Letters

Letters 05-02-2016

Facts About Trails I would like to correct some misinformation provided in Kristi Kates’ article about the Shore-to-Shore Trail in your April 18 issue. The Shore-to-Shore Trail is not the longest continuous trail in the Lower Peninsula. That honor belongs to the North Country Trail (NCT), which stretches for over 400 miles in the Lower Peninsula. In fact, 100 miles of the NCT is within a 30-minute drive of Traverse City, and is maintained by the Grand Traverse Hiking Club...

North Korea Is Bluffing I eagerly read Jack Segal’s columns and attend his lectures whenever possible. However, I think his April 24th column falls into an all too common trap. He casually refers to a nuclear-armed North Korea when there is no proof whatever that North Korea has any such weapons. Sure, they have set off some underground explosions but so what? Tonga could do that. Every nuclear-armed country on Earth has carried out at least one aboveground test, just to prove they could do it if for no other reason. All we have is North Korea’s word for their supposed capabilities, which is no proof at all...

Double Dipping? In Greg Shy’s recent letter, he indicated that his Social Security benefit was being unfairly reduced simply due to the fact that he worked for the government. Somehow I think something is missing here. As I read it this law is only for those who worked for the government and are getting a pension from us generous taxpayers. Now Greg wants his pension and he also wants a full measure of Social Security benefits even though he did not pay into Social Security...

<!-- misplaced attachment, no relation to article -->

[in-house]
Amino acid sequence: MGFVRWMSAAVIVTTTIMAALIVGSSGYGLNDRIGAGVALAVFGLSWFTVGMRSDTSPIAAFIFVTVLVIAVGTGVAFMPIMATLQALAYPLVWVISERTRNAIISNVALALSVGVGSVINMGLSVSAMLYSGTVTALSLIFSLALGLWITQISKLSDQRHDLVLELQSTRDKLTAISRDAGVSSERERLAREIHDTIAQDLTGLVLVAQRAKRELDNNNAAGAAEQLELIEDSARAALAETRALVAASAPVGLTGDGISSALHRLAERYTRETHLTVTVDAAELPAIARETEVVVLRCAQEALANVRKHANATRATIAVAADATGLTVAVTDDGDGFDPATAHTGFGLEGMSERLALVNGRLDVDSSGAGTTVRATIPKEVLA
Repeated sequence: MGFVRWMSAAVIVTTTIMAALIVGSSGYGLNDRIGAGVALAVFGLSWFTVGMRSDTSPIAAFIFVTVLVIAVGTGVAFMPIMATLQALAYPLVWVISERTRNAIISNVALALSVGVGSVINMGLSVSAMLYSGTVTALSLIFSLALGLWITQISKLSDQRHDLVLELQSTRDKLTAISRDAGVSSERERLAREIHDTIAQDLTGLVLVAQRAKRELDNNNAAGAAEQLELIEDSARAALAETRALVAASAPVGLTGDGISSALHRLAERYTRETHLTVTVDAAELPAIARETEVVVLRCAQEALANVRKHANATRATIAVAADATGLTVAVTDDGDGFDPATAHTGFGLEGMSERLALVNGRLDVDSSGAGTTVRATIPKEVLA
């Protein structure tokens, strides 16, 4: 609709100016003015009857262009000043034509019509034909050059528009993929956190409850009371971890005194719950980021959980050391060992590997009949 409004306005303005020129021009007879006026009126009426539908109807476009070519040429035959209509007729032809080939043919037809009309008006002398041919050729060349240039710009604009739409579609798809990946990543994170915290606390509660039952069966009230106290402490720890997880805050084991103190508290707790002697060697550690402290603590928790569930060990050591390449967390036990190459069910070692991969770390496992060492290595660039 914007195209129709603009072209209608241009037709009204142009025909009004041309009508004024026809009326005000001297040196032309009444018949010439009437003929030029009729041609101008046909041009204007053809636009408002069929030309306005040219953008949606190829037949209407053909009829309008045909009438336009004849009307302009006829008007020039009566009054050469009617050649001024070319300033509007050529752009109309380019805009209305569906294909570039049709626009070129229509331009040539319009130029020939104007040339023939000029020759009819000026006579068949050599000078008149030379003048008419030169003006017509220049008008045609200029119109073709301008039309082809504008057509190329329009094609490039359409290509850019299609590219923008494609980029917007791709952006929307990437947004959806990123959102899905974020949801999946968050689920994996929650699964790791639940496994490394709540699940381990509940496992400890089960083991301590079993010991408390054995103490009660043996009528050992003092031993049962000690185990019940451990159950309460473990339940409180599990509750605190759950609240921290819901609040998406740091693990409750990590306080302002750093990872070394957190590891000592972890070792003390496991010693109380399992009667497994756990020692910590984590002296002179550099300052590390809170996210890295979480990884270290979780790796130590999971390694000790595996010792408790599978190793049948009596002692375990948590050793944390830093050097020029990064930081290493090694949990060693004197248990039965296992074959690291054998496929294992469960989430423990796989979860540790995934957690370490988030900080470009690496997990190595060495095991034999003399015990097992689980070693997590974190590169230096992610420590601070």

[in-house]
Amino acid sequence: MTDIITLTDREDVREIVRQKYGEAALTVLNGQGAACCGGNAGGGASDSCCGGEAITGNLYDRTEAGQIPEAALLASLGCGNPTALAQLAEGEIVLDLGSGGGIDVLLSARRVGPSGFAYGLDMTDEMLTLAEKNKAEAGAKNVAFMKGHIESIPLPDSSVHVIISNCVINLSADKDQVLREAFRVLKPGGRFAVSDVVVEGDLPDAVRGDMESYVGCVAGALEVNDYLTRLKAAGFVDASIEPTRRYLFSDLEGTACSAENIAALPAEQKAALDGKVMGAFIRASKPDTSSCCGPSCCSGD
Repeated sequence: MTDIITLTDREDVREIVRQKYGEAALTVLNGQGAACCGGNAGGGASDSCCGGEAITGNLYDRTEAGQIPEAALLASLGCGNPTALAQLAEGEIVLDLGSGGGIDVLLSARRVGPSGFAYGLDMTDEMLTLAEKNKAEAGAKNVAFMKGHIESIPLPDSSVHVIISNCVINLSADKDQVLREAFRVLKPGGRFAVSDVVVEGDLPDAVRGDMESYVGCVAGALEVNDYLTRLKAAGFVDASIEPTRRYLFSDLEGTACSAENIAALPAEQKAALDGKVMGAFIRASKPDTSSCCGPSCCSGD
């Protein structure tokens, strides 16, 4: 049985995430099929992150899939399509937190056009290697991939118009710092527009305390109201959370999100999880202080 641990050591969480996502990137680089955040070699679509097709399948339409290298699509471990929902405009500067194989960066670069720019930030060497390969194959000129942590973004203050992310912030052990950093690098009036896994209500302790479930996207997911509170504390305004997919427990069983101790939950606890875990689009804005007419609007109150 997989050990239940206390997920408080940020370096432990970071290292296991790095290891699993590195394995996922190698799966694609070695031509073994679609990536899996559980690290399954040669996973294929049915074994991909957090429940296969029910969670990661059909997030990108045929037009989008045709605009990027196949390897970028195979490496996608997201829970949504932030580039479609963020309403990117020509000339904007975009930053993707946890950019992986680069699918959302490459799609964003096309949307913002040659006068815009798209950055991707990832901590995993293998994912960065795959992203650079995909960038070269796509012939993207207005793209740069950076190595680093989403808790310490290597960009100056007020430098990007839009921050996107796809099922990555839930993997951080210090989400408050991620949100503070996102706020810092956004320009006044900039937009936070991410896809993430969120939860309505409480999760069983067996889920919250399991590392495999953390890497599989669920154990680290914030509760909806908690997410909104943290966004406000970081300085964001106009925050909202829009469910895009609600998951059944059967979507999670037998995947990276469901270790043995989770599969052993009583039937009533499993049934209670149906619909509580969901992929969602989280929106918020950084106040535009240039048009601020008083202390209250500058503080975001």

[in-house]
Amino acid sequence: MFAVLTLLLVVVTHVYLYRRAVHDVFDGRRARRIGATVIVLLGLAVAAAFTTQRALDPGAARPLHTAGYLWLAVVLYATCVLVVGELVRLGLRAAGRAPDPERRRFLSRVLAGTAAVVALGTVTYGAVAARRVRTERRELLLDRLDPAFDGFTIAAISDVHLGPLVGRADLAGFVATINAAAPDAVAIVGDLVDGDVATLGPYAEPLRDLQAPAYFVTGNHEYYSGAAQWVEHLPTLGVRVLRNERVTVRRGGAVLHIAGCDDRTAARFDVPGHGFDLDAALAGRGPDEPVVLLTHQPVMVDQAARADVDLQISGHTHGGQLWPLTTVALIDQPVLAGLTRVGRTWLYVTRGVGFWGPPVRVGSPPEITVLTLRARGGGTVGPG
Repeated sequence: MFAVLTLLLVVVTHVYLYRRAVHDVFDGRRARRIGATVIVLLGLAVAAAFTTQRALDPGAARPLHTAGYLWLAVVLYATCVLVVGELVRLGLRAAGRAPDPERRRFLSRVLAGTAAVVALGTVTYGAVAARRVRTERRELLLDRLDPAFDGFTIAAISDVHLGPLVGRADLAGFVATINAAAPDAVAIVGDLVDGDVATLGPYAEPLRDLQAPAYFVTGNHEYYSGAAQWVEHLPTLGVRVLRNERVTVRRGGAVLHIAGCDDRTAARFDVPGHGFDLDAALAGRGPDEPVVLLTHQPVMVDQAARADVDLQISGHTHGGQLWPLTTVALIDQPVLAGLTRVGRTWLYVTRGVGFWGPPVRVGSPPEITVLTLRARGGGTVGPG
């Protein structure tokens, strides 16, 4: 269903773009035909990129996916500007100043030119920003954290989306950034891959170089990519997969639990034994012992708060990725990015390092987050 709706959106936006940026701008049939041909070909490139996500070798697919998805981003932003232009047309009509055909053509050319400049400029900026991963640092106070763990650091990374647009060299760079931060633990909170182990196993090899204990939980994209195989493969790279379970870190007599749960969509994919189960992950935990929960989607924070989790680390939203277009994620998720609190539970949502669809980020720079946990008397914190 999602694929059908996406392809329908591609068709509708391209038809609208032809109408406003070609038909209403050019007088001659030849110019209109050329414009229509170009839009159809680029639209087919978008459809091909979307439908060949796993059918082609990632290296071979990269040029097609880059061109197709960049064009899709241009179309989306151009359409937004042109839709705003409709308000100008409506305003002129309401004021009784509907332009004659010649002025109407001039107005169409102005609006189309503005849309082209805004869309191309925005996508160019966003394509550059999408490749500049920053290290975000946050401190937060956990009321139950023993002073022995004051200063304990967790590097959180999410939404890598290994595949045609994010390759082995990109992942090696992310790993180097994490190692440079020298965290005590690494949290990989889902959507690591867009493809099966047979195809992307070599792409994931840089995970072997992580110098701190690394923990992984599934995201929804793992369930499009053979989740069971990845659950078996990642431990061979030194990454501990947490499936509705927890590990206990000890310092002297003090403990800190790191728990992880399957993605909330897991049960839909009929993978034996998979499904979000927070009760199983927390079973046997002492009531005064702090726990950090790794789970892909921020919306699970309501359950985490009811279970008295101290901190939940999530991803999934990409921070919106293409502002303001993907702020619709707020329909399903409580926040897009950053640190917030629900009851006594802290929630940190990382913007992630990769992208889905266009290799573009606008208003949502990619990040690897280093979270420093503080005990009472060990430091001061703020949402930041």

Critical Thinking Needed Our media gives ample coverage to some presidential candidates calling each other a liar and a sleaze bag. While entertaining to some, this certainly should lower one’s respect for either candidate. This race to the bottom comes as no surprise given their lack of respect for the rigors of critical thinking. The world’s esteemed scientists take great steps to preserve the integrity of their findings. Not only are their findings peer reviewed by fellow experts in their specialty, whenever possible the findings are cross-checked by independent studies...

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Letters 1/1/04

Various - January 1st, 2004

I agree with Keith Schneider and Kelly Thayer that we need an alternative to the Hartman Hammond bypass (re: “Just Say No,“ 12/18). However, the Cass Road bridge should not be one of the alternatives. It is a bad choice because it is in dire need of repair already. Widening it will not fix what is underneath.
Why couldn‘t the bridge on Keystone/Beitner be widened as well as the road? This alternative would not ruin the beautiful valley where the bridge is now proposed. Then you could either hook up with Hammond Road or possibly even use Potter Road over to 3 Mile or 4 Mile Raod as a by-pass. Why not keep the traffic where it is already flowing?
G.T. County, stop pushing and start looking at alternatives.

Tom Webster • Grawn

In praise of John Mayer

I can‘t resist picking on Kristi Kates a little bit for her review of John Mayer‘s new CD, “Heavier Things.“ She sounds like a jilted lover.
Hearing a John Mayer tune follow Bon Jovi on the radio is a godsend -- especially to a fellow musician who has to rely on subscriptions to Paste mag, Inradio, and hours at Borders to hear something inspiring. I can‘t speak for his first CD because somehow I missed it; but I picked up the second one for a simple reason: it instantly hooked me. When dissecting it, there might be a few cliched lyrics, but I was probably sidetracked by “I survive on the breath that you finish with.“ That and “one hand on the trigger of the telephone“ are tangible and transparent.
As a 49-year-old female, it‘s engaging to hear the “heavier things“ relative to the life and loves of a twenty-something-year old male. At least they seem “heavy“ when contrasted with the ironic musings on tunes such as “New Deep.“ I agree there are some production issues, but lets give him a break. I think the glass is more than half-full here.